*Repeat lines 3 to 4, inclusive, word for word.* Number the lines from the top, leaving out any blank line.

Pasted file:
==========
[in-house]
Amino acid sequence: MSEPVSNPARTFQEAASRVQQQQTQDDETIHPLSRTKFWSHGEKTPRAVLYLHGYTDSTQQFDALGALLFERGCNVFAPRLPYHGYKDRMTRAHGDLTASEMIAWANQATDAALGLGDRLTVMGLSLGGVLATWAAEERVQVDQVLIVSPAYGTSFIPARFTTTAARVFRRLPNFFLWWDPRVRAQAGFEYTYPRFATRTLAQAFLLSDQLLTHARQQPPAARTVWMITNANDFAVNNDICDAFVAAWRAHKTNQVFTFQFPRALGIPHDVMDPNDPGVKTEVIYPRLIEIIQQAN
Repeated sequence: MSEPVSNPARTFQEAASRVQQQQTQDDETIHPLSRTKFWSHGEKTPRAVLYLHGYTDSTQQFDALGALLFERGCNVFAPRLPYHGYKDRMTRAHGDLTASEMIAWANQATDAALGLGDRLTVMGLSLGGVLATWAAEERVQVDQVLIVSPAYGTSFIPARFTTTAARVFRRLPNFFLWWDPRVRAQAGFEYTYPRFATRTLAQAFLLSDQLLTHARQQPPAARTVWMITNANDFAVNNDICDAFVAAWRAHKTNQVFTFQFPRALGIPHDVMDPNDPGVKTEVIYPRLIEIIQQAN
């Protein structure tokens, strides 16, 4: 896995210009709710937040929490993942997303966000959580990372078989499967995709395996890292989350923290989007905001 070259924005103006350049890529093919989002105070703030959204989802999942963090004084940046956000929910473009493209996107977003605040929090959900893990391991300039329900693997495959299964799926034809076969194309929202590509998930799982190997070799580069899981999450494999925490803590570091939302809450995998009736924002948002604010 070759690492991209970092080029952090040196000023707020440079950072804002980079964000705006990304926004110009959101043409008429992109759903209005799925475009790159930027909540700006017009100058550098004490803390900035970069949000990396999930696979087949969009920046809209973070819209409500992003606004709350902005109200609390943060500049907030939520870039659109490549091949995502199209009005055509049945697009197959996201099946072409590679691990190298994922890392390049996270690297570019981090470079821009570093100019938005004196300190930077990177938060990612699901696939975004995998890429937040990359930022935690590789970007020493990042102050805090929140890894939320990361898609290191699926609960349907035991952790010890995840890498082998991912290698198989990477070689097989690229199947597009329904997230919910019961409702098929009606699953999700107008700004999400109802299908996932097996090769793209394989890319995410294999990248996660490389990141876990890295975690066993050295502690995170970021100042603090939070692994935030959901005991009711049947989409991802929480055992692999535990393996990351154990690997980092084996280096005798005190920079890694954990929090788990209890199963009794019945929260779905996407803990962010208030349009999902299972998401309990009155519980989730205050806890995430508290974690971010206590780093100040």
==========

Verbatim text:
Repeated sequence: MSEPVSNPARTFQEAASRVQQQQTQDDETIHPLSRTKFWSHGEKTPRAVLYLHGYTDSTQQFDALGALLFERGCNVFAPRLPYHGYKDRMTRAHGDLTASEMIAWANQATDAALGLGDRLTVMGLSLGGVLATWAAEERVQVDQVLIVSPAYGTSFIPARFTTTAARVFRRLPNFFLWWDPRVRAQAGFEYTYPRFATRTLAQAFLLSDQLLTHARQQPPAARTVWMITNANDFAVNNDICDAFVAAWRAHKTNQVFTFQFPRALGIPHDVMDPNDPGVKTEVIYPRLIEIIQQAN
């Protein structure tokens, strides 16, 4: 896995210009709710937040929490993942997303966000959580990372078989499967995709395996890292989350923290989007905001 070259924005103006350049890529093919989002105070703030959204989802999942963090004084940046956000929910473009493209996107977003605040929090959900893990391991300039329900693997495959299964799926034809076969194309929202590509998930799982190997070799580069899981999450494999925490803590570091939302809450995998009736924002948002604010 070759690492991209970092080029952090040196000023707020440079950072804002980079964000705006990304926004110009959101043409008429992109759903209005799925475009790159930027909540700006017009100058550098004490803390900035970069949000990396999930696979087949969009920046809209973070819209409500992003606004709350902005109200609390943060500049907030939520870039659109490549091949995502199209009005055509049945697009197959996201099946072409590679691990190298994922890392390049996270690297570019981090470079821009570093100019938005004196300190930077990177938060990612699901696939975004995998890429937040990359930022935690590789970007020493990042102050805090929140890894939320990361898609290191699926609960349907035991952790010890995840890498082998991912290698198989990477070689097989690229199947597009329904997230919910019961409702098929009606699953999700107008700004999400109802299908996932097996090769793209394989890319995410294999990248996660490389990141876990890295975690066993050295502690995170970021100042603090939070692994935030959901005991009711049947989409991802929480055992692999535990393996990351154990690997980092084996280096005798005190920079890694954990929090788990209890199963009794019945929260779905996407803990962010208030349009999902299972998401309990009155519980989730205050806890995430508290974690971010206590780093100040």